Amelia Riviera has called the Houses home for more than three decades, and the 57-year-old said the problems facing the buildings predate Sandy. “We had to wait for a storm to get help like this?” she asked, mentioning longtime issues like faulty elevators, broken security cameras, and trash on the facility’s grounds. “The buildings were already corrupt.”

Photo by Jesse Coburn

Photo by Jesse Coburn

The Coney Island Houses consist of five 14-story towers that accommodate 1,398 low-income residents. The buildings were completed in 1957—one of many high-rise, low-income developments built on the outskirts of the city.

Cheap land, low population density, and preexisting poor communities made places like Coney Island and the Rockaways seem like logical places to put these new housing blocks. Since then, however, these beachside locations have proven a mixed blessing, as residents are isolated both geographically and economically from the rest of the city. Crime continues to trouble the neighborhood, although it has significantly improved in recent decades. And the area’s median household incomeremains among the city’s lowest.

But as the 2012 storm made painfully clear, natural phenomena count among the most serious threats to the neighborhood and its almost 10,000 public housing residents.

The city has received pointed criticism for its response to public housing impacted by Sandy. In “Weathering the Storm,” an independent report by a group of community advocacy and research organizations from 2013, the authors wrote: “The City’s response to Superstorm Sandy was slow and communication to residents before, during and after the storm was inadequate.”

But the report saw promise in the wave of progressive politicians and officials who have arrived in local public office in recent years. Chief among them is Mayor de Blasio, for whom housing is a central concern. And according to Judy Toro, the authority’s response time to work orders has improved in the past few months. Recently she received a new refrigerator, three years after submitting her request.

For residents like Toro, however, such developments will have to become the norm rather than the exception if perceptions of the authority are to improve. The upcoming renovations could represent such a sea change. But Toro is less than certain: “I’m not holding my breath.”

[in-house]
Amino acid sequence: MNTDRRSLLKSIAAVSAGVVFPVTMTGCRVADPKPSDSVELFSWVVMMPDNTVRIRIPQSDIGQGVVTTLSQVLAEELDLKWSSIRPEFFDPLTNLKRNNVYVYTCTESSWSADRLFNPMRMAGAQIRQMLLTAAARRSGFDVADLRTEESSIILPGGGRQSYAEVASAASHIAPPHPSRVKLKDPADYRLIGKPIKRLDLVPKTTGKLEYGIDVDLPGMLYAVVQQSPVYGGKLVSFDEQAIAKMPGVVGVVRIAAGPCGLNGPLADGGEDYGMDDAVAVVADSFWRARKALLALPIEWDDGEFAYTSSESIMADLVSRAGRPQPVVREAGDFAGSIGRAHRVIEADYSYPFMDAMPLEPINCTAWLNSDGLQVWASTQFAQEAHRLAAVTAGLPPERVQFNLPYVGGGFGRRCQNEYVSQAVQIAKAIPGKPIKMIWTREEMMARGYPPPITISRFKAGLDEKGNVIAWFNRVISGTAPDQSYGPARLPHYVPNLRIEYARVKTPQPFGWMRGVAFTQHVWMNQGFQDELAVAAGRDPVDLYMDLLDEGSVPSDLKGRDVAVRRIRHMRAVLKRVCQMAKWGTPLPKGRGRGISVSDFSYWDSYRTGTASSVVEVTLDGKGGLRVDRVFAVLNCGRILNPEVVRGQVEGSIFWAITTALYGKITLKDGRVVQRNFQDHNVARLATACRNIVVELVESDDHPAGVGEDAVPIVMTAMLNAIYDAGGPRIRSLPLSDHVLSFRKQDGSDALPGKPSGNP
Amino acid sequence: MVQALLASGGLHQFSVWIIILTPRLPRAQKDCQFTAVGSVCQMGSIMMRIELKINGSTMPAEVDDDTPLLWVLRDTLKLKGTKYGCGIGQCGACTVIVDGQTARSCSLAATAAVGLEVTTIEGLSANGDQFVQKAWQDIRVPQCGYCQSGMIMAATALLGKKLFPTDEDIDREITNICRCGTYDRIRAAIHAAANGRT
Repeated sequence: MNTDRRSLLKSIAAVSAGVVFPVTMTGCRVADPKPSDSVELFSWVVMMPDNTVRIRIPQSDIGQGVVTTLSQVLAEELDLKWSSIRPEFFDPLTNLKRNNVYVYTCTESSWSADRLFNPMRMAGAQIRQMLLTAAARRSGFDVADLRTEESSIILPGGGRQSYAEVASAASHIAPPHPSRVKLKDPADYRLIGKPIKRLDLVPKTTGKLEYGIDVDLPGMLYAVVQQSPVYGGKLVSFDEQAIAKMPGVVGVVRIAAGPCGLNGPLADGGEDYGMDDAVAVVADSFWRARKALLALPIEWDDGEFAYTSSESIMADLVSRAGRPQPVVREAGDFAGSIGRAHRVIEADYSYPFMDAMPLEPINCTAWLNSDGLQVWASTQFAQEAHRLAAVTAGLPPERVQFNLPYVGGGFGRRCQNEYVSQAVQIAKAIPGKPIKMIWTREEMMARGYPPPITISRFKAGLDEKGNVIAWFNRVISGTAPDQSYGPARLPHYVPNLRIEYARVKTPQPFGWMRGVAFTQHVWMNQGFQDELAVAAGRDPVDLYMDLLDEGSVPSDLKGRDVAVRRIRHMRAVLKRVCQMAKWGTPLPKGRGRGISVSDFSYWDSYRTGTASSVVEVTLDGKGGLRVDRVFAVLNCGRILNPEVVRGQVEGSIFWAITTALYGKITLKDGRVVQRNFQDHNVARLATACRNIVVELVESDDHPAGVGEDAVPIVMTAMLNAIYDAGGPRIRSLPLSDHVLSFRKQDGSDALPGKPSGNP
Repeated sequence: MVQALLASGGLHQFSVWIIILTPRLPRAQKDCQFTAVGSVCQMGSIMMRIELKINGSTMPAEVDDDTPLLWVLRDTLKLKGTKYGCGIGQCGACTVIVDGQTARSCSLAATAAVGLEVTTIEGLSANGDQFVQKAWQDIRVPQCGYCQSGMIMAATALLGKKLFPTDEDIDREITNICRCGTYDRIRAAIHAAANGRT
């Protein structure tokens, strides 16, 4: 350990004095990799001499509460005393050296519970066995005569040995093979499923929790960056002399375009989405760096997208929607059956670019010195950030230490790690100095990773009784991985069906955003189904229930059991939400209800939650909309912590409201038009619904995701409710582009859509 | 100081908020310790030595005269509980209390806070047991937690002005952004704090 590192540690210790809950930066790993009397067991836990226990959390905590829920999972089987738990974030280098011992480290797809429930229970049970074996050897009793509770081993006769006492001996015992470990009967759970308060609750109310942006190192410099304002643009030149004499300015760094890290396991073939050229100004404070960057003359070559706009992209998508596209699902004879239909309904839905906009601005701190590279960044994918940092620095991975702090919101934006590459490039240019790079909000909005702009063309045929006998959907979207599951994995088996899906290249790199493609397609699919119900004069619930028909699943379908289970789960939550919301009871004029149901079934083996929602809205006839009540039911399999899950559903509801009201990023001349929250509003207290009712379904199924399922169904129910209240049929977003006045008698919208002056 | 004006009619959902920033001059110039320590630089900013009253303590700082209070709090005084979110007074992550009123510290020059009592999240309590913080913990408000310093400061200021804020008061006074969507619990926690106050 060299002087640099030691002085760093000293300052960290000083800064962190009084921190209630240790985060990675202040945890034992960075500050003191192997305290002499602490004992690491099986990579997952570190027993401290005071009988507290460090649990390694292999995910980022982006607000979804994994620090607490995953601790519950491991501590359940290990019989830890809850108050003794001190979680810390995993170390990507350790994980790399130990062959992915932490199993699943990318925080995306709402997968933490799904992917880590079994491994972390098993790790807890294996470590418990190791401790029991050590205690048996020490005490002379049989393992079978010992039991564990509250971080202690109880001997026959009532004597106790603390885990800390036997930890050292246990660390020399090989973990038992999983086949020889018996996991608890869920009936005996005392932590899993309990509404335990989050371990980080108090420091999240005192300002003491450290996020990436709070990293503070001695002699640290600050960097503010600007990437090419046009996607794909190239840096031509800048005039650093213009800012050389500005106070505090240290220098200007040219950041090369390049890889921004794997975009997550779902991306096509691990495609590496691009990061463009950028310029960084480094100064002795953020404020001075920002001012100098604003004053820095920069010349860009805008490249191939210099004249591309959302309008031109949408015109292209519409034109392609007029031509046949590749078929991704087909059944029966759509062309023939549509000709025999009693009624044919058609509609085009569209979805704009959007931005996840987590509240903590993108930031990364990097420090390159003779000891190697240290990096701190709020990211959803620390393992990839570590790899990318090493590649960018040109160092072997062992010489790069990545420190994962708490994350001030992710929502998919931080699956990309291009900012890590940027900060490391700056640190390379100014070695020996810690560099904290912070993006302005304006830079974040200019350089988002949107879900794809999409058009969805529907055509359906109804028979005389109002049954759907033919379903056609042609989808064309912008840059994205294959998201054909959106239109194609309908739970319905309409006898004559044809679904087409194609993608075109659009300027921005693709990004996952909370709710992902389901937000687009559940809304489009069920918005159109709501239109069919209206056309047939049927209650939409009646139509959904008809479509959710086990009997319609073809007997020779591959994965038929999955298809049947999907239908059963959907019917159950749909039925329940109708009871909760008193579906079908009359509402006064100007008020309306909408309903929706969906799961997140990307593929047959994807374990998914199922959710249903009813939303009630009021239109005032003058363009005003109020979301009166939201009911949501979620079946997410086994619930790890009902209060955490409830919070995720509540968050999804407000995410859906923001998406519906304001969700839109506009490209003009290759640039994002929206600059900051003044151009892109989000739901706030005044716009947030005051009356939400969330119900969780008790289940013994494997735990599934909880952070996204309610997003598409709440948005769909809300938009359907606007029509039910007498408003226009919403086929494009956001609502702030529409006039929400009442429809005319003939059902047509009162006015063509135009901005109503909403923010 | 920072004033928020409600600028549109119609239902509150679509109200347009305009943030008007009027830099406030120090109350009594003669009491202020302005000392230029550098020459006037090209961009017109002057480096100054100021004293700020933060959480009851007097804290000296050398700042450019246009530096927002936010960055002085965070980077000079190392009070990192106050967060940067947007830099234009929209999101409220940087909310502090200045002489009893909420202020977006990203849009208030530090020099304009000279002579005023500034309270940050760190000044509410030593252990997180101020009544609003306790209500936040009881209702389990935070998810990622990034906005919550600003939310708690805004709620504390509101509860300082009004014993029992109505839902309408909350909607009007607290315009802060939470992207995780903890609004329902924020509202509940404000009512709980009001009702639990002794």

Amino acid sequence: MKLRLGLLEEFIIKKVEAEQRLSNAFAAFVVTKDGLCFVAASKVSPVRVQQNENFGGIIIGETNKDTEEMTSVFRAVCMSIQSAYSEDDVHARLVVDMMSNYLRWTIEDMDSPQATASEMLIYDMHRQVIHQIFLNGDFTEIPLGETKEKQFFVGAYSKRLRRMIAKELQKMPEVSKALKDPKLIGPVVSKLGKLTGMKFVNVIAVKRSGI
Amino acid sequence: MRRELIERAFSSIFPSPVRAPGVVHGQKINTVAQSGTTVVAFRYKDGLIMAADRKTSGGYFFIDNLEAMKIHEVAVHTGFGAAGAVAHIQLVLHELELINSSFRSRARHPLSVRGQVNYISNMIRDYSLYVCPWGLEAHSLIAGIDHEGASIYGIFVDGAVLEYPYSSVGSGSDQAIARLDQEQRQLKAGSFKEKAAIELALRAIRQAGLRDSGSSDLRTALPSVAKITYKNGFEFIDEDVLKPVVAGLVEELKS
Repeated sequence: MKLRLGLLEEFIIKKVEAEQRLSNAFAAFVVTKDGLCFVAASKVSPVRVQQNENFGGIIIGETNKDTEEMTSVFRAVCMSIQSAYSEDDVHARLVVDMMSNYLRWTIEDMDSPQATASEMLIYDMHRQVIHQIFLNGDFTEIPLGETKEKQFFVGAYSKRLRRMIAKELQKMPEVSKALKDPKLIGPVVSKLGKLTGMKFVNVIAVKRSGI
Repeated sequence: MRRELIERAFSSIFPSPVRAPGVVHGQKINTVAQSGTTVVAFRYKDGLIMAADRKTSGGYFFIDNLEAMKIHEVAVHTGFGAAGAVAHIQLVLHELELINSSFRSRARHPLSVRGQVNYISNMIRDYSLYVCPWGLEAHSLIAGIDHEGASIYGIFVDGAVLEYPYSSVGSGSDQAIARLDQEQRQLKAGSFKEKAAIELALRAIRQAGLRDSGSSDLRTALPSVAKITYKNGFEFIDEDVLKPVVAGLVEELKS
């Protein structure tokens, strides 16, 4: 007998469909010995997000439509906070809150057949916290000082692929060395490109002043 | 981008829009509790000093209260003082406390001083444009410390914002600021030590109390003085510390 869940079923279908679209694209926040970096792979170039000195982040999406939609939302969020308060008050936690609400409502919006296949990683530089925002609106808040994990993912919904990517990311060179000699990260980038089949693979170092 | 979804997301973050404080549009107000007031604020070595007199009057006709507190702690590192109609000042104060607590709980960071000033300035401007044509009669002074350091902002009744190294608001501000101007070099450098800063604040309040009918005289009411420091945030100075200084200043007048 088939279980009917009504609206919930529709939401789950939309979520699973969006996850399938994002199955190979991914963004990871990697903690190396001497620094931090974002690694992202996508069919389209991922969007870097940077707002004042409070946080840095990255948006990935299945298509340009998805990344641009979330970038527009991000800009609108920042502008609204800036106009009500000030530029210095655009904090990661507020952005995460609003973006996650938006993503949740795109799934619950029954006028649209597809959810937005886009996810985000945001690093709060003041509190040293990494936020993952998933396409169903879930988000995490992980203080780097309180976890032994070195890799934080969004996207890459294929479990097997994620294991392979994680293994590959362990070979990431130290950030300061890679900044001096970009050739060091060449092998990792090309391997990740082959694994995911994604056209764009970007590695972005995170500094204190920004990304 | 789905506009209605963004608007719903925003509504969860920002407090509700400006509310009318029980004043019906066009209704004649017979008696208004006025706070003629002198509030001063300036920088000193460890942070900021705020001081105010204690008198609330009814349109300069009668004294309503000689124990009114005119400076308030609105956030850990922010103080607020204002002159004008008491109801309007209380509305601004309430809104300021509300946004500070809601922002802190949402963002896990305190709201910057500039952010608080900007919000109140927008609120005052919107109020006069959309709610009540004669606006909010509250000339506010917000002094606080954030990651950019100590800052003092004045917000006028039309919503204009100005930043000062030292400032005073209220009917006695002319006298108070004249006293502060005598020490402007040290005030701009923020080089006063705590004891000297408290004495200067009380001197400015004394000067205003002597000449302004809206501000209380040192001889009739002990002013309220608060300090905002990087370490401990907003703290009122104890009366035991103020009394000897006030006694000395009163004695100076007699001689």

Photo by Erica Sherman

After successfully fulfilling his pledge to begin construction on 500 homes hit by Superstorm Sandy through Build it Back by the summer’s end, Mayor Bill de Blasio set a new target on Monday to double that number by the end of the year.

De Blasio announced the new goal of 1,000 homes by December 31 at a press conference in Broad Channel Monday, where he touted the program’s progress since its overhaul under his administration. He also said the program will send 1,500 reimbursement checks by year’s end.

The New York Daily News reports:

To date, 727 homes have started construction, and 878 homeowners have received reimbursement for work they did themselves.

That’s out of 14,000 active applicants in the Build It Back program — which hadn’t started work on a single home when he took office in January.

“Every check means a family is getting back on their feet. Every construction start means a family will get back in their homes,” de Blasio said.

The new goals come two years after the storm impacted thousands of New Yorkers, leaving many without heat or hot water. While emergency measures helped many return to their homes, it left others in debt and more still with work to be done before being “made whole.”

The Build it Back program kicked off under then-Mayor Michael Bloomberg, but stalled under its own bureaucratic red tape. No homeowners had received reimbursement checks or construction agreements by the time de Blasio took office, when the new mayor overhauled the program with new leadership and the elimination of many restrictions.

Still, with 14,000 applicants on the docket, it remains a long road ahead. There are other measures of the program’s march forward, and, the New York Times reports, de Blasio said that nearly half of the applicants – 6,400 – have been offered help, with 4,000 accepting it. As many as 1,500 have started the design process, the step before construction can begin.

A report earlier this month from the Department of Investigation noted that it “could potentially take several years to complete the work.” A survey of applicants for the report revealed that 90 percent of the 14,000 hadn’t received any help.

The mayor is hoping to ramp up the program even further, expanding the program’s design and construction capacity. The city will release a request for proposals on how best to do that soon, CBS reports.

e16thst

THE COMMUTESheepshead Bay has been the victim of over-development.